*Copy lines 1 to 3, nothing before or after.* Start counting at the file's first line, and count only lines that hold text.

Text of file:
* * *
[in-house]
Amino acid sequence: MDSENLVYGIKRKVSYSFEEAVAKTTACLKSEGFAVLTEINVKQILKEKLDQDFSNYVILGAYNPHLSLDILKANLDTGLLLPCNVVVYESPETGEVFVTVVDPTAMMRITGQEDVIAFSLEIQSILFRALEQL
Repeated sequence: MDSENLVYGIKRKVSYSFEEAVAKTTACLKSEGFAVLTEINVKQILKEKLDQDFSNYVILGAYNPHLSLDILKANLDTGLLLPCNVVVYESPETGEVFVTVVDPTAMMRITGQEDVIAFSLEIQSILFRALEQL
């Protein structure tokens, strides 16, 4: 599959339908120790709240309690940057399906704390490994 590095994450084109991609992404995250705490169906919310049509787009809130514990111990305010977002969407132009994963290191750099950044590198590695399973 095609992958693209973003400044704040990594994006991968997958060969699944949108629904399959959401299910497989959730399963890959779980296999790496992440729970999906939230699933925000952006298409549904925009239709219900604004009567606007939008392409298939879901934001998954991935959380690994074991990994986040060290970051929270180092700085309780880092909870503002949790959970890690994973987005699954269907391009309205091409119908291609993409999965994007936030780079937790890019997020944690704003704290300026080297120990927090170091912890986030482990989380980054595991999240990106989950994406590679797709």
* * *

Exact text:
[in-house]
Amino acid sequence: MDSENLVYGIKRKVSYSFEEAVAKTTACLKSEGFAVLTEINVKQILKEKLDQDFSNYVILGAYNPHLSLDILKANLDTGLLLPCNVVVYESPETGEVFVTVVDPTAMMRITGQEDVIAFSLEIQSILFRALEQL
Repeated sequence: MDSENLVYGIKRKVSYSFEEAVAKTTACLKSEGFAVLTEINVKQILKEKLDQDFSNYVILGAYNPHLSLDILKANLDTGLLLPCNVVVYESPETGEVFVTVVDPTAMMRITGQEDVIAFSLEIQSILFRALEQL